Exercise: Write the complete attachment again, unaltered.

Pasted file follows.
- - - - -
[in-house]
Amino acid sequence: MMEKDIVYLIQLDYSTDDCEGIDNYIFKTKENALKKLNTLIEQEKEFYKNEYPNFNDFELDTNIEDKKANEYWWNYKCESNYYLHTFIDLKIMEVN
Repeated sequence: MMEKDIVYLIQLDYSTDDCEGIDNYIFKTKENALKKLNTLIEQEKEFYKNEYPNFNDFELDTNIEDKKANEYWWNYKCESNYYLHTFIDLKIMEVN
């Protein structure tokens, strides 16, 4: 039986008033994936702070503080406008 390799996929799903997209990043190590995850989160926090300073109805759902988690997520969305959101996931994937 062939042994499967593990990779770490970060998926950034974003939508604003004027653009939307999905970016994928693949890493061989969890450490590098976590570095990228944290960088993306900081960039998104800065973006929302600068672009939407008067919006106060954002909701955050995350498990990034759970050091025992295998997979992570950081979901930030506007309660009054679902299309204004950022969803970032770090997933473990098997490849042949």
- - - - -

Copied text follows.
[in-house]
Amino acid sequence: MMEKDIVYLIQLDYSTDDCEGIDNYIFKTKENALKKLNTLIEQEKEFYKNEYPNFNDFELDTNIEDKKANEYWWNYKCESNYYLHTFIDLKIMEVN
Repeated sequence: MMEKDIVYLIQLDYSTDDCEGIDNYIFKTKENALKKLNTLIEQEKEFYKNEYPNFNDFELDTNIEDKKANEYWWNYKCESNYYLHTFIDLKIMEVN
């Protein structure tokens, strides 16, 4: 039986008033994936702070503080406008 390799996929799903997209990043190590995850989160926090300073109805759902988690997520969305959101996931994937 062939042994499967593990990779770490970060998926950034974003939508604003004027653009939307999905970016994928693949890493061989969890450490590098976590570095990228944290960088993306900081960039998104800065973006929302600068672009939407008067919006106060954002909701955050995350498990990034759970050091025992295998997979992570950081979901930030506007309660009054679902299309204004950022969803970032770090997933473990098997490849042949």